When Introverts Grieve

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Introverts already have a hard time dealing socially with other people.  They can find their energy drained by interactions with other people, social situations, etc.  They recharge their batteries by withdrawing to solitude.   It doesn’t mean that introverts don’t like to engage socially with others, or try to avoid it like the plague.  It simply means that when they do socialize, it takes a lot out of them.  Therefore, introverts will not overwhelm their schedules with lots of plans.  They are very choosy about what they say yes to, and how often they say yes.  They are the most forgiving, of your friends, when you have to cancel.  They are very intentional with their time, and recognize that they need time off.

It would surprise many of friends to hear me say that I am an introvert… but it is the truth.  I’m very selective about my friends, cautious with my time, and can enjoy the complete silence of an empty house.  Even though when I AM out, I can talk your ear off and have a great time.

One of the most difficult times for an introvert, in my experiences, is when we are grieving.   Loss is hard on anyone, but for introverts it is also exhausting.  We appreciate your phone calls, messages, emails, cards, etc.  We are thankful for your offers of help and concern for our well being.   In dealing with death, we are already overwhelmed.  We are overwhelmed by our own emotions.  We are trying to navigate conversations with immediate and extended family members, hosting out of town guests, planning funeral or memorial arrangements.  We are making plans, writing obituaries, or having to think about what we will say at the funeral.  It’s a lot to contend with.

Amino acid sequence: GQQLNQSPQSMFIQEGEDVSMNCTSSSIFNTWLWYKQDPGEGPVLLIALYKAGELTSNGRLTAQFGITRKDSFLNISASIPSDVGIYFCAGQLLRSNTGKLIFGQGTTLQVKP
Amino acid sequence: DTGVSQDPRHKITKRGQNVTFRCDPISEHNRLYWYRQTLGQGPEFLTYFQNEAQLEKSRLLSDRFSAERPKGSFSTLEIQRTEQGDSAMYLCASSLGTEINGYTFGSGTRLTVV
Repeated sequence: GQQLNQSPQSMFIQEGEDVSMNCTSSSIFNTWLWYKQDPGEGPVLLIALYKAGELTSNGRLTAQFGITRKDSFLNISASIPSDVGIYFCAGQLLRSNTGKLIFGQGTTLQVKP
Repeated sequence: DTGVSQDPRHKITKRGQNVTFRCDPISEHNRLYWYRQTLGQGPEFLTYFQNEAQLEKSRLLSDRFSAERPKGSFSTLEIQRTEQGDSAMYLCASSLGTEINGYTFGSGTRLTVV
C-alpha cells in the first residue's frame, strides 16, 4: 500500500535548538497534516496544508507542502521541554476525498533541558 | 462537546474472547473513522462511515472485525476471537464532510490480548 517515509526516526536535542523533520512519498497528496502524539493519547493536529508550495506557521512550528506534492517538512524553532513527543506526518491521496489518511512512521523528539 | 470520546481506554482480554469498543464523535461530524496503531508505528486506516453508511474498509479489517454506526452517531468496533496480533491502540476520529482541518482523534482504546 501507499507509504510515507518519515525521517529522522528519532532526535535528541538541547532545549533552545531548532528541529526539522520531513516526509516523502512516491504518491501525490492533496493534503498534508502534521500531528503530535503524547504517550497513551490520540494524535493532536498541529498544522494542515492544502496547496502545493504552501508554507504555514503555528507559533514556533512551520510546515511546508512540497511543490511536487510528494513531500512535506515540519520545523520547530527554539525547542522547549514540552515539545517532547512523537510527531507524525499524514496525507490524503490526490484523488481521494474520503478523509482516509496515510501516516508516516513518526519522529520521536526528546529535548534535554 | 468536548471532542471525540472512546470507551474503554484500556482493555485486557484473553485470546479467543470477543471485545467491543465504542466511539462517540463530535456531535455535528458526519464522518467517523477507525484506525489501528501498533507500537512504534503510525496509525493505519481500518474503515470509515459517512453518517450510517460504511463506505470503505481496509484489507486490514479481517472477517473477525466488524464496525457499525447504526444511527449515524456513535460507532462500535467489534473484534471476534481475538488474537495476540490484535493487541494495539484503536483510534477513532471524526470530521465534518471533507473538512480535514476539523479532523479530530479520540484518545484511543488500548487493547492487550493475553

Then we are compounded by phone calls from well meaning people WHOM WE LOVE.  Truth is… introverts do not want to talk about what has happened any more than they have to.  We are not ready yet to answer questions or hear the same words over and over again.  It is NOT because we don’t want to talk to you right now.  It is because it is incredibly hard.  We just can’t do it.  Our conversations will be short, we may not have all of the answers to your questions yet, and frankly we may not even be emotionally or mentally ready to do so… and we need you to be okay with that.

So, how do you show an introvert you care?

Please do not just show up at our door, no matter how upset we are.  We need our solitude right now, and depending on who it was that passed away … we may need to cleave to our immediate family.  If we need someone to come and sit with us, trust me… we know we can call you.  We know you will be there. 

Dropping off meals is a sweet gesture, but we may not be up for the visit.  And I know you think you will just drop off and go… but we all know that a visit will happen.  If you feel like helping in this way, send a gift card for a local pizza place (even Little Caesars for $5.55 ready to go pizzas).  It doesn’t have to be an expensive meal.

Phone calls are a personal touch, but personal can be hard right now.  A quick text, a card in the mail, or an email w/o expectation of an immediate response is better.  It gives us time to respond when we are up to it.  Do not think that we see this gesture as cold or unsympathetic…. we appreciate it more than you realize.

Introverts cope differently than you would expect, the time we may need to lean on you may be weeks or months later, after the dust settles.  Be there for us then, pray for us now.

Introverts appreciate practicality and solutions during a time of grieving.  If you work for a hotel and can help us with discounted accommodations for family flying in to town, that is better than flowers or a meal.  With the recent passing of my Father In Law, there was a specific task that needed to be handled & we had no idea how to handle it.  I reached out to a friend and asked her help in the matter.  This to me was a relief that we didn’t have to navigate it alone, and that there was someone level headed doing the thinking for us.